Discrimination in the Workplace | Youth Central

If you think you've been discriminated at work or while applying for a job, there are laws to protect you.

What is discrimination?

Discrimination refers to a situation in which you are treated unfairly because of who you are or what you stand for.

Under the law, an employer cannot discriminate against you because of any of the following:

  • Gender
  • Age
  • Sexual orientation
  • Gender identity
  • Religious belief or activity
  • Political belief or activity
  • Marital status
  • Industrial activities (or lack of industrial activity)
  • Race or colour
  • Pregnancy or breastfeeding
  • Parental status
  • Carer status
  • Disability or impairment
  • Physical features
  • Personal association with someone who has, or is assumed to have, one of the above personal characteristics

Discrimination in employment can take many forms, including:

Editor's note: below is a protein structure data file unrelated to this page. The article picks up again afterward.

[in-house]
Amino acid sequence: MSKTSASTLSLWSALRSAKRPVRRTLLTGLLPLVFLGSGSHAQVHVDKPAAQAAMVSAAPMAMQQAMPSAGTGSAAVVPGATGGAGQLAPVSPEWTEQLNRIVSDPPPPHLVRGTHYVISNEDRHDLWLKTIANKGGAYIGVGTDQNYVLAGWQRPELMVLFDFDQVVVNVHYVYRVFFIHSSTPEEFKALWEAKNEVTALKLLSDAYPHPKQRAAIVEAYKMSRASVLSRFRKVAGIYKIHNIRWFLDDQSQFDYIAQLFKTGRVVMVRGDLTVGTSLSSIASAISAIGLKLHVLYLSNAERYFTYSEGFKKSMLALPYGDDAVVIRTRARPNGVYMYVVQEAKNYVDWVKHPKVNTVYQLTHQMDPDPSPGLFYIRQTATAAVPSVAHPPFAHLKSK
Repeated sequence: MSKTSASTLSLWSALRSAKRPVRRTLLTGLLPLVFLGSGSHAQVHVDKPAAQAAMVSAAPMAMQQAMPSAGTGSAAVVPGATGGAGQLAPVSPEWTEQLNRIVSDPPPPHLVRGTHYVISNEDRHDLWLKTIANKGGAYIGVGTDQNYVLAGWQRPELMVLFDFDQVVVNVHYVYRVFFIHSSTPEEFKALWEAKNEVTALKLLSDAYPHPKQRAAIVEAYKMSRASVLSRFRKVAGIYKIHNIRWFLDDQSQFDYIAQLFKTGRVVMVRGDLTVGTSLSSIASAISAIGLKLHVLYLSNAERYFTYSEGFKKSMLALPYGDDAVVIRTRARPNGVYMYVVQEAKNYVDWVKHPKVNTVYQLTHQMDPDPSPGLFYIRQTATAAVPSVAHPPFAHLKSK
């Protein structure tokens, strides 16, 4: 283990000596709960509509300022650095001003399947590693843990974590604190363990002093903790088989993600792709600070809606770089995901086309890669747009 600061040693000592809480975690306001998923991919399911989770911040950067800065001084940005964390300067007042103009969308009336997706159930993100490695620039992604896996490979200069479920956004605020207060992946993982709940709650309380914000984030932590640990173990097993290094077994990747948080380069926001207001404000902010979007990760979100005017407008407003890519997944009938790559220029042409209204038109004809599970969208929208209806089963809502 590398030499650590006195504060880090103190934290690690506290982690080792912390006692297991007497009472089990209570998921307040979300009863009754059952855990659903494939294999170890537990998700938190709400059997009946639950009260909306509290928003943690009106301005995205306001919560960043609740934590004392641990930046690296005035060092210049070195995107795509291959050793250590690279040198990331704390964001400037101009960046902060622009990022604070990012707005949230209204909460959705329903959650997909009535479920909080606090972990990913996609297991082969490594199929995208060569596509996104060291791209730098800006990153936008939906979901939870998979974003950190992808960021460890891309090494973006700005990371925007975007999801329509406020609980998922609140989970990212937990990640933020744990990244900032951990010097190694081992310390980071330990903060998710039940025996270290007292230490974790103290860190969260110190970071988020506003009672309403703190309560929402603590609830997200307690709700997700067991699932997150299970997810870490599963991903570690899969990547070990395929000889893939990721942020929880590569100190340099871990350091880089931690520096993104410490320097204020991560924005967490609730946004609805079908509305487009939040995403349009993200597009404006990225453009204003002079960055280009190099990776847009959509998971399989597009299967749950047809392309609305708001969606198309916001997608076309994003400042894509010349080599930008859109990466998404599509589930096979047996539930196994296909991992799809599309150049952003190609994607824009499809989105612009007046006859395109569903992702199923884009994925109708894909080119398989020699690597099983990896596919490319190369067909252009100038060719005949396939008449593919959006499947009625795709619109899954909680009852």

• Being sacked from your job
  • Interference in your ability to do your job
  • Changing your job role to your disadvantage
  • Treating you differently from other employees
  • Refusing to employ you
  • Being offered different terms and conditions from others doing the same job

Taking action

There are both state and federal agencies that can assist you in taking action if you believe you have been discriminated against.

The first thing you should do is get some advice. Speak with an expert from one of the following organisations - they will be able to recommend the next steps.

For more information about discrimination and harassment, check out our Discrimination and harassment page.